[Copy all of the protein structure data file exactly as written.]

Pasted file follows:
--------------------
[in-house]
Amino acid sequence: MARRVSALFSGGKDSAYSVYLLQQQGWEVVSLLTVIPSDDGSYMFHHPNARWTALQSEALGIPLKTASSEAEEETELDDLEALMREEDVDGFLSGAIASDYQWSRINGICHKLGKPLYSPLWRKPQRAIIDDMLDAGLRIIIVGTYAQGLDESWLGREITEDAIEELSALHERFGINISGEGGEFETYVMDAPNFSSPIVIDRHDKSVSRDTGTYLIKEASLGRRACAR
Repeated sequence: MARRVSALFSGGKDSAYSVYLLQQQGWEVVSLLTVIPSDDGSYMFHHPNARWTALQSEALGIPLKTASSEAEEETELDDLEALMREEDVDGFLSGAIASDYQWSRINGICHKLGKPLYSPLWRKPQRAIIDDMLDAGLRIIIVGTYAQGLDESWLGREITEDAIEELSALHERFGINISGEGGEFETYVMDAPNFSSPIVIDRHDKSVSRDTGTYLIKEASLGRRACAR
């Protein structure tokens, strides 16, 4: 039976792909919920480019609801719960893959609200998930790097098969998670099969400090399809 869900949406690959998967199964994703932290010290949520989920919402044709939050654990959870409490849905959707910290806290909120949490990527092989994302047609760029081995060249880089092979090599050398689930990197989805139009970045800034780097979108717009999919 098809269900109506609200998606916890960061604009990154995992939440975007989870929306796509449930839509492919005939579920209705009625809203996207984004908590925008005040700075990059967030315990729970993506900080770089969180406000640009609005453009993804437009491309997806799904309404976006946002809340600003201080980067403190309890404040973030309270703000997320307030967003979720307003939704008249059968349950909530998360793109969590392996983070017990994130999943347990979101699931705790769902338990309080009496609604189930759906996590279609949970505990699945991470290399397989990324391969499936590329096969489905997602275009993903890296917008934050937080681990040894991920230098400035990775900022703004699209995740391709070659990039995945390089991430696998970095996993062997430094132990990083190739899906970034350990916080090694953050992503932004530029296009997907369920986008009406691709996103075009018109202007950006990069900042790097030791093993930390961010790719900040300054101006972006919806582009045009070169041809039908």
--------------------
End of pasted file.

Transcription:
[in-house]
Amino acid sequence: MARRVSALFSGGKDSAYSVYLLQQQGWEVVSLLTVIPSDDGSYMFHHPNARWTALQSEALGIPLKTASSEAEEETELDDLEALMREEDVDGFLSGAIASDYQWSRINGICHKLGKPLYSPLWRKPQRAIIDDMLDAGLRIIIVGTYAQGLDESWLGREITEDAIEELSALHERFGINISGEGGEFETYVMDAPNFSSPIVIDRHDKSVSRDTGTYLIKEASLGRRACAR
Repeated sequence: MARRVSALFSGGKDSAYSVYLLQQQGWEVVSLLTVIPSDDGSYMFHHPNARWTALQSEALGIPLKTASSEAEEETELDDLEALMREEDVDGFLSGAIASDYQWSRINGICHKLGKPLYSPLWRKPQRAIIDDMLDAGLRIIIVGTYAQGLDESWLGREITEDAIEELSALHERFGINISGEGGEFETYVMDAPNFSSPIVIDRHDKSVSRDTGTYLIKEASLGRRACAR
């Protein structure tokens, strides 16, 4: 039976792909919920480019609801719960893959609200998930790097098969998670099969400090399809 869900949406690959998967199964994703932290010290949520989920919402044709939050654990959870409490849905959707910290806290909120949490990527092989994302047609760029081995060249880089092979090599050398689930990197989805139009970045800034780097979108717009999919 098809269900109506609200998606916890960061604009990154995992939440975007989870929306796509449930839509492919005939579920209705009625809203996207984004908590925008005040700075990059967030315990729970993506900080770089969180406000640009609005453009993804437009491309997806799904309404976006946002809340600003201080980067403190309890404040973030309270703000997320307030967003979720307003939704008249059968349950909530998360793109969590392996983070017990994130999943347990979101699931705790769902338990309080009496609604189930759906996590279609949970505990699945991470290399397989990324391969499936590329096969489905997602275009993903890296917008934050937080681990040894991920230098400035990775900022703004699209995740391709070659990039995945390089991430696998970095996993062997430094132990990083190739899906970034350990916080090694953050992503932004530029296009997907369920986008009406691709996103075009018109202007950006990069900042790097030791093993930390961010790719900040300054101006972006919806582009045009070169041809039908």